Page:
Cancer care a specialist role

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Caring hands: Jenny Macindoe provides a gentle approach to a difficult job as a specialist breast care nurse.

Caring hands: Jenny Macindoe provides a gentle approach to a difficult job as a specialist breast care nurse.

FRANKSTON nurse Jenny Macindoe has one of the most difficult jobs in healthcare – that of working exclusively with people with an incurable illness.

Ms Macindoe, a specialist metastatic McGrath Foundation breast care nurse, has just been appointed to fill the much-needed role of supporting patients by providing an outlet beyond the family unit with whom they can talk to openly.

Metastatic breast cancer refers to the stage of cancer that is incurable – it has spread beyond the primary tumour site of the breast to other parts of the body.

A nurse for more than 30 years with significant experience in specialist breast care nursing, Ms Macindoe said she was honoured to take on the role, one of only three in Australia.

“My passion is supporting people who have an incurable disease by providing an outlet outside the family unit with whom patients can express their concerns,” she said.

“I also offer the most relevant and up-to-date medical information based on their individual needs and circumstance.”

More than 1000 people are diagnosed with breast cancer each year in the south-eastern Melbourne region alone.

Ms Macindoe said the needs of people diagnosed with metastatic breast cancer differed to those diagnosed with early-stage breast cancer, with the focus of treatment on prolonging life and ensuring the quality of life is as high as possible.

She said patients required far greater involvement with the healthcare system at this stage of their illness, and the nurses’ role of understanding “the entirety” of what is important in that person’s life” was crucial.

Brendon Gardner, chief operating officer at Peninsula Health’s Frankston Hospital, welcomed the new appointment.

“Having a full-time metastatic McGrath Breast Care Nurse based at Frankston Hospital is a terrific development, as there is a great need for expertise and care in this specific area in our local community,” he said.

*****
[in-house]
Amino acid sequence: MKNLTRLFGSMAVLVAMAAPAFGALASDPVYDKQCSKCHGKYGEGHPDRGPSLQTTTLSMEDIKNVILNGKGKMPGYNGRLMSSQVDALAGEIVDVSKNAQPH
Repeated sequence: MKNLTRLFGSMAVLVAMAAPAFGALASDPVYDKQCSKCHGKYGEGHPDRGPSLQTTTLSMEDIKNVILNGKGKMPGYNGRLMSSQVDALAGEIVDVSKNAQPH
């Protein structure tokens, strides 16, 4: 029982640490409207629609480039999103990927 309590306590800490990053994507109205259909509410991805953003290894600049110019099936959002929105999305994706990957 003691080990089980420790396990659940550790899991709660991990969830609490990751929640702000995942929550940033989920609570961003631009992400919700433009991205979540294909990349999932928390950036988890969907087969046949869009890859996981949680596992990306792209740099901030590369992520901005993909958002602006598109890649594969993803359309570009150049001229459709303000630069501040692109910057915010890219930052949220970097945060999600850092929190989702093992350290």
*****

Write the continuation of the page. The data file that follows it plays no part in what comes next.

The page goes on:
Co-founded in 2005 by Jane and Glenn McGrath after Jane’s initial recovery from breast cancer, the McGrath Foundation aims to raise much-needed funds to place McGrath Breast Care Nurses in communities across Australia, as well as increasing breast awareness in young people.

McGrath Breast Care Nurses act as a patient advocate; they coordinate care not only for people with breast cancer but also for their families and carers. Since 2005 the McGrath Foundation has supported more than 49,000 families experiencing breast cancer.

Families in the Frankston and surrounding communities can access the free service by contacting Jenny Macindoe by emailing JMacindoe@phcn.vic.gov.au or by calling 9788 1754.

Women are urged to have regular breast cancer checks, with new data from Breastscreen revealing participation rates in Victoria’s free screening program remain relatively unchanged.

Breastscreen has clinics in Frankston, Dandenong and Cranbourne.

Every year, more than 4000 women in Victoria are diagnosed with breast cancer and 700 dies from the disease.

For more information or to book a scan see breastscreen.org.au or call 132 050.

First published in the Mornington News – 1 November 2016

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